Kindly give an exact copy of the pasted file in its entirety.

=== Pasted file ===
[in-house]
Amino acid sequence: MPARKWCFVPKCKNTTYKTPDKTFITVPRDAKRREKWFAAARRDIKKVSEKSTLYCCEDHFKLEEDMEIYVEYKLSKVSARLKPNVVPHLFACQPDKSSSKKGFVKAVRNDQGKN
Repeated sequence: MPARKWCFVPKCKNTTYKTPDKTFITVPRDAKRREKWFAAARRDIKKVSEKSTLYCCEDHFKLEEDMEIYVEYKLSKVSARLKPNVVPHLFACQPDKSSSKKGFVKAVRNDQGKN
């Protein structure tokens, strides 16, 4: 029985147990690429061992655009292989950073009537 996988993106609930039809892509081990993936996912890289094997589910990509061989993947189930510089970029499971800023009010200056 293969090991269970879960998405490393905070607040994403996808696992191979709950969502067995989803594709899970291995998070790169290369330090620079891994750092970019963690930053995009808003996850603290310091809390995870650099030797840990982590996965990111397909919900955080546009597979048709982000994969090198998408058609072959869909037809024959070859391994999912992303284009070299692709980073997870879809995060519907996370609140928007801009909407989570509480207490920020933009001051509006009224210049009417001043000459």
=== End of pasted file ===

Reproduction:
[in-house]
Amino acid sequence: MPARKWCFVPKCKNTTYKTPDKTFITVPRDAKRREKWFAAARRDIKKVSEKSTLYCCEDHFKLEEDMEIYVEYKLSKVSARLKPNVVPHLFACQPDKSSSKKGFVKAVRNDQGKN
Repeated sequence: MPARKWCFVPKCKNTTYKTPDKTFITVPRDAKRREKWFAAARRDIKKVSEKSTLYCCEDHFKLEEDMEIYVEYKLSKVSARLKPNVVPHLFACQPDKSSSKKGFVKAVRNDQGKN
């Protein structure tokens, strides 16, 4: 029985147990690429061992655009292989950073009537 996988993106609930039809892509081990993936996912890289094997589910990509061989993947189930510089970029499971800023009010200056 293969090991269970879960998405490393905070607040994403996808696992191979709950969502067995989803594709899970291995998070790169290369330090620079891994750092970019963690930053995009808003996850603290310091809390995870650099030797840990982590996965990111397909919900955080546009597979048709982000994969090198998408058609072959869909037809024959070859391994999912992303284009070299692709980073997870879809995060519907996370609140928007801009909407989570509480207490920020933009001051509006009224210049009417001043000459």